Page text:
Chemistry, thermodynamics: temperature increase caused by compression, continued

The tutor looks more specifically into the effect of compression on gas temperature.

In my January 20 post I began about thermodynamics and the effect of compressing a gas. Today, I’ll give more specific coverage.

The temperature rise a gas experiences (without change in entropy) due to pressure is given by the formula

T2 = T1(P2/P1)[1-1/γ]


T1,T2 are initial and final temperatures

P1,P2 are initial and final temperatures

γ = Cp/Cv, where

Cp = gas specific heat at constant pressure

Cv = gas specific heat at constant volume

Typcially, γ might be around 1.4. Therefore, imagining a diesel engine with 17:1 compression, at starting temperature 298K (25°C) the resulting temp, T2, might be




Jack of Oracle Tutoring by Jack and Diane, Campbell River, BC.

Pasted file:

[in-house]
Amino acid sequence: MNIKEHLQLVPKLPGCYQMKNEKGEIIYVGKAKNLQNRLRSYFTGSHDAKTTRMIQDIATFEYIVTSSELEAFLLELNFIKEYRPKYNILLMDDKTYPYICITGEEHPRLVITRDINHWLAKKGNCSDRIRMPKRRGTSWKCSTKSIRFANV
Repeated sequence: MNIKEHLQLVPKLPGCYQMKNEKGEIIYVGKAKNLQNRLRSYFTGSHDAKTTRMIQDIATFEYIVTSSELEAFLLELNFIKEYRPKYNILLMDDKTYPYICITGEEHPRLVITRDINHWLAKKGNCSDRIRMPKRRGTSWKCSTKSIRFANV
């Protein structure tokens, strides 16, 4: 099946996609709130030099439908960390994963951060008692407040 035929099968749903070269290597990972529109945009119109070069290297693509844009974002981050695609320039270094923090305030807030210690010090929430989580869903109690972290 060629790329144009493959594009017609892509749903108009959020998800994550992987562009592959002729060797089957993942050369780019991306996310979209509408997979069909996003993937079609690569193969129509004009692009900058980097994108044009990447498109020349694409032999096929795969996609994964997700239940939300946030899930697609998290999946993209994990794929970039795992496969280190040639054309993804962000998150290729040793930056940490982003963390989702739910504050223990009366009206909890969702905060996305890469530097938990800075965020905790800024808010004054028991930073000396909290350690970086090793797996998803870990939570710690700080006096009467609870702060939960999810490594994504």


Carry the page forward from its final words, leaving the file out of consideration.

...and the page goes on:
Thermodynamics: first law, with compression of a gas

The tutor begins about thermodynamics with the example of compressing a gas.

Thermodynamics is the analysis of energy – particularly, how it moves and/or changes form. The First Law of Thermodynamics is the Law of Conservation of Energy: Energy cannot be created or destroyed, but merely moves or changes form.

Let’s imagine a system that has internal energy U. Then U can change only by work or heat (Δ means change):

ΔU = q + w,

q= heat,

If q is negative, heat is leaving the system; if w is negative, the system is doing work against its environment.

The internal energy of an ideal gas is directly proportional to its temperature: specifically,

U = 1.5nRT, where

n= moles of gas present
R=8.315J/(K*mol), which is the gas constant
T=temperature in Kelvin

As a gas is compressed, work is done to it (so w is positive). Let’s imagine rapid compression that does not allow time for heat to escape, so q=0. Then according to

ΔU = q + w,

U must increase. Since

U = 1.5nRT

the temperature of the (ideal) gas must rise with compression.

The rise of temperature during compression enables diesel engines and refrigerators to work.


Giancoli, Douglas C. Physics, 5th ed. New Jersey: Prentice Hall, 1998.

Jack of Oracle Tutoring by Jack and Diane, Campbell River, BC.